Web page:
The other characteristic feature of War Communism was its extreme violence. Obviously capitalism would not just vanish. It would have to be battered down, hence the purges, proscriptions and firing squads of the Red Terror. “Class enemies” were ruthlessly eliminated using measures from which the much maligned tsarist regime would have shrunk.
So capitalism was duly destroyed but in the process the economy was brought to the point of collapse. Lenin and his colleagues thereupon, as a measure of self-preservation, called a retreat on the economic front. The building of socialism was deferred for a time and the market economy was partially restored under the name of the New Economic Policy (NEP). This brought a measure of prosperity sufficient to stabilize the situation and buy time for the Party to consolidate its hold on power. But the Party was ill content with this. Socialism had still to be built; NEP was seen as a regrettable necessity, to be discarded as soon as possible. This undercurrent of discontent favored the rise of Stalin who, once he became supreme, resumed the building of socialism using the methods of War Communism. The resulting slaughter rivaled that of the Final Solution.
Thus the destruction of capitalism necessitated the establishment of a dictatorship that evolved into an all-embracing despotism; it necessitated the killing of scores of millions of human beings; it necessitated the ruination of a great nation, Russia, which may never recover from the ordeal it underwent between 1918 and 1991. And the “roads not taken,” those that supposedly led to “socialism with a human face,” were in fact roads to NEP-like un-socialism that the militant Party could never have tolerated.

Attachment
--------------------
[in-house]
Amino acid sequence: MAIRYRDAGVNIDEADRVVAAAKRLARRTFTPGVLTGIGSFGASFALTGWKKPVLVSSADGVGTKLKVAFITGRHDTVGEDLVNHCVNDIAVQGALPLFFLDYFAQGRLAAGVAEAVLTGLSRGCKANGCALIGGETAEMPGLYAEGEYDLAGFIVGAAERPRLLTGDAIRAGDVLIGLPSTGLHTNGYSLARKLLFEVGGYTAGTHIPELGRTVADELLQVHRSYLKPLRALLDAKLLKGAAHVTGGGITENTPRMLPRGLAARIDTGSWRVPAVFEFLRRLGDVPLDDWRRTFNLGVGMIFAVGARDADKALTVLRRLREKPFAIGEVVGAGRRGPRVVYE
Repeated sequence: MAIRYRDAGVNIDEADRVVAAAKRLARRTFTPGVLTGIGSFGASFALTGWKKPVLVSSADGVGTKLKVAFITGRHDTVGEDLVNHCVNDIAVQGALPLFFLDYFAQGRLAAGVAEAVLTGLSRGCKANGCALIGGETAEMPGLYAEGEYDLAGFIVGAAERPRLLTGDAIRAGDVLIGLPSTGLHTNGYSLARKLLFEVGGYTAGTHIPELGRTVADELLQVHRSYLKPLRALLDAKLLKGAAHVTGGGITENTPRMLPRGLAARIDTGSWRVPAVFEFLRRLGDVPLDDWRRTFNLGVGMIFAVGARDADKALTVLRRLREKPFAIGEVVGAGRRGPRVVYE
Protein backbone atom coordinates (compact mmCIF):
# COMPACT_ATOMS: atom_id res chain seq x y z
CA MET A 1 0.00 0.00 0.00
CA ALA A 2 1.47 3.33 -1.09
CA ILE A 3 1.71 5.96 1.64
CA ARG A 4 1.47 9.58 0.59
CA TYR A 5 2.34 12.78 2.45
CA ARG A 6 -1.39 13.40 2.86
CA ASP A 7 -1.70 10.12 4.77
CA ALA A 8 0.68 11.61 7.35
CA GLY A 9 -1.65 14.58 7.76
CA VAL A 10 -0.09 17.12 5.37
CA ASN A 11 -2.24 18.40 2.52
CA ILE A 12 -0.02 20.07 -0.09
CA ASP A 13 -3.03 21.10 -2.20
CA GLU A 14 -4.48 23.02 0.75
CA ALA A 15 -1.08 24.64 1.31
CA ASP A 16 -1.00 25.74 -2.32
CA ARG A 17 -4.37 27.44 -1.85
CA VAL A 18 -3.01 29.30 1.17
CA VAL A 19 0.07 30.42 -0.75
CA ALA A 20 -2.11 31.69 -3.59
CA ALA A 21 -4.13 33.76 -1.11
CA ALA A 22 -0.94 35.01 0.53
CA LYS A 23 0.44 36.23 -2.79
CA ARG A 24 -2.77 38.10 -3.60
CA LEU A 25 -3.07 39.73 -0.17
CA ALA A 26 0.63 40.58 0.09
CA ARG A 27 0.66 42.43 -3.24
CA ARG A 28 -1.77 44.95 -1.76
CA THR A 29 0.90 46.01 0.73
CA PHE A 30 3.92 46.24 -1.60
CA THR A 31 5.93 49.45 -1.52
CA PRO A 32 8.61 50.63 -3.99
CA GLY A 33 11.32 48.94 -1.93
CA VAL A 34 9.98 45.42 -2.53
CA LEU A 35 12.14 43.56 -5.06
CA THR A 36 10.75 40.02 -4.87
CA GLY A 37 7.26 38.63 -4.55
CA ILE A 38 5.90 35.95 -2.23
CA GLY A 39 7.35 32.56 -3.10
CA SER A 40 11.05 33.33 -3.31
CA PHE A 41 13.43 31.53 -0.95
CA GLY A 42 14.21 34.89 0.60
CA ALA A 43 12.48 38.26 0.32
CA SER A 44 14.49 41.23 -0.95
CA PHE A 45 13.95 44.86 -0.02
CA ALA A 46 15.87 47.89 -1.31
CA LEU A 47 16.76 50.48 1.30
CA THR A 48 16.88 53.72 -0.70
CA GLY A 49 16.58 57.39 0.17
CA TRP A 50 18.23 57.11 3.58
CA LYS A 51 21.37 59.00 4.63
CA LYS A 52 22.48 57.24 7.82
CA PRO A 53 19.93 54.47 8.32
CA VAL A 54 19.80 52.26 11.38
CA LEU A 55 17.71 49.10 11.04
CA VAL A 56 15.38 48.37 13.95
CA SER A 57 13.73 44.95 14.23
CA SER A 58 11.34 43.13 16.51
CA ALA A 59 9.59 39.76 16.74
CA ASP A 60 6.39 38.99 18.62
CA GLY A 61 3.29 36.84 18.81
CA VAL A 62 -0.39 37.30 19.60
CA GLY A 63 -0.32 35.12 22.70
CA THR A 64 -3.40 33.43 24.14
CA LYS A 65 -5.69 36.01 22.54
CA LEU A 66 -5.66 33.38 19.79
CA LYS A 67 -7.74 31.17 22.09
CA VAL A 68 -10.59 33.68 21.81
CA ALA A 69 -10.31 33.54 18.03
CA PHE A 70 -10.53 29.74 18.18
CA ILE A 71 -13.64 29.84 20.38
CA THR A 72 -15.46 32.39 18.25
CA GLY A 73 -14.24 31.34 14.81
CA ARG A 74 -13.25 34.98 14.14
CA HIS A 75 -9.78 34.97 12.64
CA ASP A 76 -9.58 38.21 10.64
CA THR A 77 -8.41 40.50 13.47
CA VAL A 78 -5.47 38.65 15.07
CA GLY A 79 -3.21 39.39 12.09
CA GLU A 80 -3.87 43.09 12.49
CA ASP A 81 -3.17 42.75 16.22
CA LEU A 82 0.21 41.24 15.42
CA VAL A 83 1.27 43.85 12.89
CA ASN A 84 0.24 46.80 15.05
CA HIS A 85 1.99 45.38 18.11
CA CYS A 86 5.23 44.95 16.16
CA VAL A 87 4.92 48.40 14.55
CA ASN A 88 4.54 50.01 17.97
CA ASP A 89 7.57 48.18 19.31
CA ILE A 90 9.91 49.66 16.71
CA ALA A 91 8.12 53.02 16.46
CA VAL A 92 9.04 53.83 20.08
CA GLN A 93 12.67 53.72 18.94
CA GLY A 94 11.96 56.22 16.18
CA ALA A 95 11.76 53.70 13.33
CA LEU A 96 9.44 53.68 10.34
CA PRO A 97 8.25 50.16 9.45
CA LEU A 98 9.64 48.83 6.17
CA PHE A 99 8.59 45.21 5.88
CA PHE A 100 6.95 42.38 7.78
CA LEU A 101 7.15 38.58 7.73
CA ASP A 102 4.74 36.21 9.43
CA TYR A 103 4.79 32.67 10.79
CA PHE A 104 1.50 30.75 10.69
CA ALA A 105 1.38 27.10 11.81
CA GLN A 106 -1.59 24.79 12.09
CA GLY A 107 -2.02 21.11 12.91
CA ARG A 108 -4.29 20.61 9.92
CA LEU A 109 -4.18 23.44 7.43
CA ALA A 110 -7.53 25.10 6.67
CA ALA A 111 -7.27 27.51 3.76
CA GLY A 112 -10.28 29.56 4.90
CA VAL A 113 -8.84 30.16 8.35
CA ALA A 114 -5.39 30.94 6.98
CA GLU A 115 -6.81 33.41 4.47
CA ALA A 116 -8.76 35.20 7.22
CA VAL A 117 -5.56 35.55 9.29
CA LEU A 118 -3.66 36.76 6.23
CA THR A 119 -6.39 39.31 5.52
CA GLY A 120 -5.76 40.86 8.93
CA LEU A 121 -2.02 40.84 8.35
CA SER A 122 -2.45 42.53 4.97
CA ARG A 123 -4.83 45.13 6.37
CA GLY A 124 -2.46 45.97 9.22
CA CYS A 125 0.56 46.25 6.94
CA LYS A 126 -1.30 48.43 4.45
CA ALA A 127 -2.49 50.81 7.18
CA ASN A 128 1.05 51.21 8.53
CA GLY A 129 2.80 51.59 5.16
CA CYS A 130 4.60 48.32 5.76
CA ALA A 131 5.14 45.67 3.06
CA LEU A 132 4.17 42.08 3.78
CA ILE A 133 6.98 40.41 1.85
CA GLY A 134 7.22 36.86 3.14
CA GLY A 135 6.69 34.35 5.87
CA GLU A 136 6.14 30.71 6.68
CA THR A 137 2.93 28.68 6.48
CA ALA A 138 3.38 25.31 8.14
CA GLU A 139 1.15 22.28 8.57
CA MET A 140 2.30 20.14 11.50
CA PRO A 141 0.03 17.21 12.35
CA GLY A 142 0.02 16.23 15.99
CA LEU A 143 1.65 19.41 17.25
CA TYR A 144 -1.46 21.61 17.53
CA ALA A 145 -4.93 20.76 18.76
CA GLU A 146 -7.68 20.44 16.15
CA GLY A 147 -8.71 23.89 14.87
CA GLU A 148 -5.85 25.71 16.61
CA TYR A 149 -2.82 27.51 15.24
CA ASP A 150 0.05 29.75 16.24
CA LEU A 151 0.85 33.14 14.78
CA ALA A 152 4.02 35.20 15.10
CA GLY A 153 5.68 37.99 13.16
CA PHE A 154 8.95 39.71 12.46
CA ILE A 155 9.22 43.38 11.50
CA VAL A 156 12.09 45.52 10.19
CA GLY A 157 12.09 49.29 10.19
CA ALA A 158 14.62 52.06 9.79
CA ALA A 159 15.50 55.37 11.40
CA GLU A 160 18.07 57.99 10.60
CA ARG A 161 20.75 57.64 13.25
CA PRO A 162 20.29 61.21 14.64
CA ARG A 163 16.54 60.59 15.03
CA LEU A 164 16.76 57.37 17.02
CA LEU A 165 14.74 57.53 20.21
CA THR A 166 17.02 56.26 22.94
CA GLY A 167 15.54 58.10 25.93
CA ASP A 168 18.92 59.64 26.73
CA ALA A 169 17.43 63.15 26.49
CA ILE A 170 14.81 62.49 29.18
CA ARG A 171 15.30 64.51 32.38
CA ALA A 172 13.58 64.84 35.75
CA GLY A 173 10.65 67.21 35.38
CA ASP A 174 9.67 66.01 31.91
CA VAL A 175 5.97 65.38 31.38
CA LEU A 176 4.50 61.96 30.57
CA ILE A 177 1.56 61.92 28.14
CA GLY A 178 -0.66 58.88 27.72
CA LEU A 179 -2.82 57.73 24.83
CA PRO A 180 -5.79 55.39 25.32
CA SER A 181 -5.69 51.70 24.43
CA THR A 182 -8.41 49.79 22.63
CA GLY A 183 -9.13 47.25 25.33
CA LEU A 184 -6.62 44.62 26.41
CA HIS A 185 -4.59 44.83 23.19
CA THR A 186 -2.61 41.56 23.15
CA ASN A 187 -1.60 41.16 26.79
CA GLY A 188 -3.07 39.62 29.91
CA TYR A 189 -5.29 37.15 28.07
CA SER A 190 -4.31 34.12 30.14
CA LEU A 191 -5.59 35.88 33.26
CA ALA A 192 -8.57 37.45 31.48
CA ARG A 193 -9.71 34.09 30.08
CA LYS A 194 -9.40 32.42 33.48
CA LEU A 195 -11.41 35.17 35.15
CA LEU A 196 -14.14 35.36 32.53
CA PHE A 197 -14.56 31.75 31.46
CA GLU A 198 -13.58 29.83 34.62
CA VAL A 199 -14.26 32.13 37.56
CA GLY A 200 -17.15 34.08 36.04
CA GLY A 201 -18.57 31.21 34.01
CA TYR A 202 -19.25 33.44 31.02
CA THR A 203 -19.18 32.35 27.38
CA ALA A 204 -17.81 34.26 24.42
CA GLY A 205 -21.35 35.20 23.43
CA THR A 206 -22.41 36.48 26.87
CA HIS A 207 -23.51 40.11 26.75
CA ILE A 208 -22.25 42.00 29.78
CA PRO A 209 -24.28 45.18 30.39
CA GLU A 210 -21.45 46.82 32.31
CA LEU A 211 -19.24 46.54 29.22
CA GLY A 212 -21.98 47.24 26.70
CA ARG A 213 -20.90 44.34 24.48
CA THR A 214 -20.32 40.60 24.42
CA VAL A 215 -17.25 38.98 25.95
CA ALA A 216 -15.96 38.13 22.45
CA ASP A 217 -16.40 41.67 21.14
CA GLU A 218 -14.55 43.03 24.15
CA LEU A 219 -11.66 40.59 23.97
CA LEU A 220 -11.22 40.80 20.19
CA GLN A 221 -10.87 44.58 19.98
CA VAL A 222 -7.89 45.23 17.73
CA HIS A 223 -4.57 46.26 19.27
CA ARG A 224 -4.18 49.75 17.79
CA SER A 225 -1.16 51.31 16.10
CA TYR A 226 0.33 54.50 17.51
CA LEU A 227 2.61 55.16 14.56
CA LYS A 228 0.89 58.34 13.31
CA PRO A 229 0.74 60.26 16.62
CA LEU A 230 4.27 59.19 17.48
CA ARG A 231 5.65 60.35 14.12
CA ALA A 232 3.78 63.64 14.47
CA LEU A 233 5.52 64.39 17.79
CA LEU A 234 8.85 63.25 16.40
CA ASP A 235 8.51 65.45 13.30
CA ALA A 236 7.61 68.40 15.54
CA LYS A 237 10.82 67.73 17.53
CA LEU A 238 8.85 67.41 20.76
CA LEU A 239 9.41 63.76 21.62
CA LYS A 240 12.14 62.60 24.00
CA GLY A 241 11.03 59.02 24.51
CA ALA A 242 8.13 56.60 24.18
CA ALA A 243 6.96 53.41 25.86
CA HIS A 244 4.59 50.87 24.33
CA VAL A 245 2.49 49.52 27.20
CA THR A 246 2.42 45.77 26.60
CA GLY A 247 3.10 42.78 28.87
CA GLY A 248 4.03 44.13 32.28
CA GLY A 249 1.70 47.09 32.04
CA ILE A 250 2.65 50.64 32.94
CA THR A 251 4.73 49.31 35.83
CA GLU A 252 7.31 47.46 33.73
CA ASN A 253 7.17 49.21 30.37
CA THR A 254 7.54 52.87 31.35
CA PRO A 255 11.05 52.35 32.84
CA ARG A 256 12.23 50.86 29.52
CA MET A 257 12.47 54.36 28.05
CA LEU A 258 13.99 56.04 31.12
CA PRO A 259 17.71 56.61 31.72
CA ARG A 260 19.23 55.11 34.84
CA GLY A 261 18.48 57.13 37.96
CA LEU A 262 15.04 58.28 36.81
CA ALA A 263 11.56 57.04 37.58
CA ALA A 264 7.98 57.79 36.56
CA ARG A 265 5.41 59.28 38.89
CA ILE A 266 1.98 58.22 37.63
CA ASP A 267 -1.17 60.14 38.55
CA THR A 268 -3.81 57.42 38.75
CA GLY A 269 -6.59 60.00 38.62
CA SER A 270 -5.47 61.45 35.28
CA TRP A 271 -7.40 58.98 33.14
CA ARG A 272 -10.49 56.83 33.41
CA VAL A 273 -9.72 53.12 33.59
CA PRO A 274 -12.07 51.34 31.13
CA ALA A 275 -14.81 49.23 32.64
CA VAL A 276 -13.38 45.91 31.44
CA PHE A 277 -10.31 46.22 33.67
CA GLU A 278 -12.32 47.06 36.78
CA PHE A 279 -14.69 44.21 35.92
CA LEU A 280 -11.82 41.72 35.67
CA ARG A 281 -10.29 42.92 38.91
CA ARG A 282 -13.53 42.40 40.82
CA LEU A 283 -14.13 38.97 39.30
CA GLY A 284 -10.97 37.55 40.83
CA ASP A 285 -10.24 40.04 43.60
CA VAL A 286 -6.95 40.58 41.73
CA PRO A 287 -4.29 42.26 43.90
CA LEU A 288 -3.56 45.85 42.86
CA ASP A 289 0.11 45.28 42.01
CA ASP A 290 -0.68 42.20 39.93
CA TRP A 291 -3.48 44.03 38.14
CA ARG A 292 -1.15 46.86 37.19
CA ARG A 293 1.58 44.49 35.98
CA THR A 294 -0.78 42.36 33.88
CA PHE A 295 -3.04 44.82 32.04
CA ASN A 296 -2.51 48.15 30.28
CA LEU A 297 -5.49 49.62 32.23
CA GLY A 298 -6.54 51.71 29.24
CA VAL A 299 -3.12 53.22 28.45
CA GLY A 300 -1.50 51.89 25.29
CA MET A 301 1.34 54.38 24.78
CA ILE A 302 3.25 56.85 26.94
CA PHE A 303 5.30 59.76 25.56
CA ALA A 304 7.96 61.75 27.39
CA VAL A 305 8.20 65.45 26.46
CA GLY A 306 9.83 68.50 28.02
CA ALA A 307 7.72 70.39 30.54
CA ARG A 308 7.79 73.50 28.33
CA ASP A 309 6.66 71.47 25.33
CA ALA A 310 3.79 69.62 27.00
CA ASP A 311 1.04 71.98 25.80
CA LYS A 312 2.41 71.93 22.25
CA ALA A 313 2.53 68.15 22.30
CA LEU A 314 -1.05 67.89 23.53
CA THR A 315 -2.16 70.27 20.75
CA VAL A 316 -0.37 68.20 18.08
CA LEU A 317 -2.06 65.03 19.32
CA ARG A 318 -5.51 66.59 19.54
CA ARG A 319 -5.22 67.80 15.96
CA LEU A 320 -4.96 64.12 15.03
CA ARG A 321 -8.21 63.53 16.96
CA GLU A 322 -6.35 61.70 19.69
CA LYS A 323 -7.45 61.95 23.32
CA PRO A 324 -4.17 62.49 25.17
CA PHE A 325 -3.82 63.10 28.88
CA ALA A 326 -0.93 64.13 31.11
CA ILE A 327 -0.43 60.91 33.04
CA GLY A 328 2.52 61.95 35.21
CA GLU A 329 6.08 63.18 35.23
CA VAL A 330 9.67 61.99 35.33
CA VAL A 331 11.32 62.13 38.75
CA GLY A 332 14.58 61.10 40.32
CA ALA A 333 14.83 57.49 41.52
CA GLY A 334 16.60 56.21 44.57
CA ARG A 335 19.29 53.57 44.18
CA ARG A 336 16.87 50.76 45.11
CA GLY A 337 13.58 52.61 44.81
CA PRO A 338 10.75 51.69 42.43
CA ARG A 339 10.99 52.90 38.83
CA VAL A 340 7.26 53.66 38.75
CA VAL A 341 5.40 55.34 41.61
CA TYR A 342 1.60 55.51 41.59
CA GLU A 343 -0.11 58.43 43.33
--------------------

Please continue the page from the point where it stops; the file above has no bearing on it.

Our contemporary socialist-hugging Millennials know nothing of this history or, of they do, they believe it to be irrelevant. In these enlightened times, supposedly, capitalism will be kindly and gently replaced by a sort of uber-Scandinavian welfare state: Denmark on steroids. After all, the things most desired by Millennials—free healthcare, free education, secure employment, ease, abundance, tolerance, inclusion, fairness, equality—are basic human rights. Once they’ve been proclaimed as such and guaranteed by a beneficent government—presto, socialism!
That Millennials could live without such capitalist accessories as skinny jeans, smartphones and Amazon strikes me as a dubious proposition. No doubt when the implications of destroying capitalism sank in, these things too would be branded as basic human rights. In short, young people will bash capitalism right up to the point that the bashing begins to impinge upon their own comforts and conveniences. Then will come the NEP.Even so we’re probably in for a Time of Troubles, for nothing good can come of a delusion so widely held as socialism, Millennial style. To demand all good things while rejecting the mechanisms that alone can produce them is a recipe for generational frustration. But this time, at least, the lesson of history is unlikely to be driven home with such sanguinary ruthlessness as it was in earlier times. No doubt $40,000 in student loans is a sad burden. Still, it beats a bullet in the back of the neck or a decade in the Gulag.